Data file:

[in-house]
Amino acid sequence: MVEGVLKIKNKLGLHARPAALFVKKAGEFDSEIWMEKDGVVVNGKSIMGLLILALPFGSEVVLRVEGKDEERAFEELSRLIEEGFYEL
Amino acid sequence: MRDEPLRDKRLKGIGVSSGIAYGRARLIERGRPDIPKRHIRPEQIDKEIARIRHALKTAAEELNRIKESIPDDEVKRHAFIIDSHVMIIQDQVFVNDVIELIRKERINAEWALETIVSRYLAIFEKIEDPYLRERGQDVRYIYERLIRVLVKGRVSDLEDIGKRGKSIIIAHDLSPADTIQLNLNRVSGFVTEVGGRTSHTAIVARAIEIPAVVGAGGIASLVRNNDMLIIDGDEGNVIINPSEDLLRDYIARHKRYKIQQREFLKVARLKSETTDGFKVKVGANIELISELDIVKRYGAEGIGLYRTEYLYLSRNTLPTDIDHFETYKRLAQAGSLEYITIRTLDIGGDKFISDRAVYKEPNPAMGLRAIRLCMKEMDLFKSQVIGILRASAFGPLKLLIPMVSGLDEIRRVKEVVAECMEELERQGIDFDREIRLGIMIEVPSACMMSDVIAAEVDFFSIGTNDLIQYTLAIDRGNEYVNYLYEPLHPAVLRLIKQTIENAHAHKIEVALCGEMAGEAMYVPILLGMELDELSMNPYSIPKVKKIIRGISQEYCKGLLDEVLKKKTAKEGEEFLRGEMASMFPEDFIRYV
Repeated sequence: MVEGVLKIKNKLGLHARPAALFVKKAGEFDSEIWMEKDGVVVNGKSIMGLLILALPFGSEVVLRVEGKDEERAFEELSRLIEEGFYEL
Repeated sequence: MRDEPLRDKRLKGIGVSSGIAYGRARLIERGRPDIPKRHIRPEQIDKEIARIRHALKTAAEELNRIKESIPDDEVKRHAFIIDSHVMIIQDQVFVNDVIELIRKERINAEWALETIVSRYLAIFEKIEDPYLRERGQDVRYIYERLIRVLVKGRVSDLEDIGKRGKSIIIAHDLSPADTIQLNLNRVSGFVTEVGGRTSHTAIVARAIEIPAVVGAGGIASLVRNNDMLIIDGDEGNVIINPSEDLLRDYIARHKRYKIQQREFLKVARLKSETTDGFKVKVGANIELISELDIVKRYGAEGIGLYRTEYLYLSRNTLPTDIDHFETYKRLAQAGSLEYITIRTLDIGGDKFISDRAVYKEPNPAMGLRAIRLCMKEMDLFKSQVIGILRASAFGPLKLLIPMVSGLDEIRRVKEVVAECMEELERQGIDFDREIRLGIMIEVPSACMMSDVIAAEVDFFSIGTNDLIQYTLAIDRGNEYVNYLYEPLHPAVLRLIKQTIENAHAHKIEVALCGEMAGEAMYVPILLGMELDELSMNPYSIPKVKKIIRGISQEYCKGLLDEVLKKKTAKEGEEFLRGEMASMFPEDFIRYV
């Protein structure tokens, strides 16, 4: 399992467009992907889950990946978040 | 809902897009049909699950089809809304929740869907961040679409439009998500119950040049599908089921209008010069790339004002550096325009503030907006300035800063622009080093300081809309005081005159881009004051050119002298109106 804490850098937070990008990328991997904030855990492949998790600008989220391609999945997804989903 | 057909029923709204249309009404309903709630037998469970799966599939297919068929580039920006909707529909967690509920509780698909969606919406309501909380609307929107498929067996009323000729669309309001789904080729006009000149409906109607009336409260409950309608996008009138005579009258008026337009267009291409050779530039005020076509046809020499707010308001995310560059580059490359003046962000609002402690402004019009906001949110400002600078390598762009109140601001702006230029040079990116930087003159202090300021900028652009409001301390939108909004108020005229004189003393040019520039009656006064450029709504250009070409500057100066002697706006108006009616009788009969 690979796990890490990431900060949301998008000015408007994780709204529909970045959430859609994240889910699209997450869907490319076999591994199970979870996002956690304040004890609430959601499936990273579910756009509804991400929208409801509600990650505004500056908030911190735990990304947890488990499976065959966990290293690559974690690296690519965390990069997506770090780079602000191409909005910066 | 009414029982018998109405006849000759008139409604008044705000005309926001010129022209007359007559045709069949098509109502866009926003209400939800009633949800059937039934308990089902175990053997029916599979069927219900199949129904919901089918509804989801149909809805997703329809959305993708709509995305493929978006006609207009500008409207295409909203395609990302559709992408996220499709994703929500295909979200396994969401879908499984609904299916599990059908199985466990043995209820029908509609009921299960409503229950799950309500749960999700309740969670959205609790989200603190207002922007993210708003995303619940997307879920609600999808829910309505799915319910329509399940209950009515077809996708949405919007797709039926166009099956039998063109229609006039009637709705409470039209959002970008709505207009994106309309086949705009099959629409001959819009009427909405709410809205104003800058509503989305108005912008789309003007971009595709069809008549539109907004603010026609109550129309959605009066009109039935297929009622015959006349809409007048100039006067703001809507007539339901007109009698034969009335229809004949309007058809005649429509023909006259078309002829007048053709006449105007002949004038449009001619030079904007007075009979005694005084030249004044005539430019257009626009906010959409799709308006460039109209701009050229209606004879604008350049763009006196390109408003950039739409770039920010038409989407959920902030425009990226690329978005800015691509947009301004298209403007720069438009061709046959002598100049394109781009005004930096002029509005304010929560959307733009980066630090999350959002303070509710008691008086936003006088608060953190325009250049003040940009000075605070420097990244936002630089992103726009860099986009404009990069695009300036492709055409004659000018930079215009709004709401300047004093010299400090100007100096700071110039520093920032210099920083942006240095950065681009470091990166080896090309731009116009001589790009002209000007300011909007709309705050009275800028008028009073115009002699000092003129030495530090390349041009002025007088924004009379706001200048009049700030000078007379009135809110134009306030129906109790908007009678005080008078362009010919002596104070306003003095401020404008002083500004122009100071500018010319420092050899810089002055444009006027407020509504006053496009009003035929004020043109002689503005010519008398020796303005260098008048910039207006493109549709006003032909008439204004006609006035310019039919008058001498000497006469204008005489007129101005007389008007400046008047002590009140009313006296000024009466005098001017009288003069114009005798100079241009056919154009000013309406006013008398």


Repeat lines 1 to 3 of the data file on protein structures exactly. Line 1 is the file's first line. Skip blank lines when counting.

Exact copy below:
[in-house]
Amino acid sequence: MVEGVLKIKNKLGLHARPAALFVKKAGEFDSEIWMEKDGVVVNGKSIMGLLILALPFGSEVVLRVEGKDEERAFEELSRLIEEGFYEL
Amino acid sequence: MRDEPLRDKRLKGIGVSSGIAYGRARLIERGRPDIPKRHIRPEQIDKEIARIRHALKTAAEELNRIKESIPDDEVKRHAFIIDSHVMIIQDQVFVNDVIELIRKERINAEWALETIVSRYLAIFEKIEDPYLRERGQDVRYIYERLIRVLVKGRVSDLEDIGKRGKSIIIAHDLSPADTIQLNLNRVSGFVTEVGGRTSHTAIVARAIEIPAVVGAGGIASLVRNNDMLIIDGDEGNVIINPSEDLLRDYIARHKRYKIQQREFLKVARLKSETTDGFKVKVGANIELISELDIVKRYGAEGIGLYRTEYLYLSRNTLPTDIDHFETYKRLAQAGSLEYITIRTLDIGGDKFISDRAVYKEPNPAMGLRAIRLCMKEMDLFKSQVIGILRASAFGPLKLLIPMVSGLDEIRRVKEVVAECMEELERQGIDFDREIRLGIMIEVPSACMMSDVIAAEVDFFSIGTNDLIQYTLAIDRGNEYVNYLYEPLHPAVLRLIKQTIENAHAHKIEVALCGEMAGEAMYVPILLGMELDELSMNPYSIPKVKKIIRGISQEYCKGLLDEVLKKKTAKEGEEFLRGEMASMFPEDFIRYV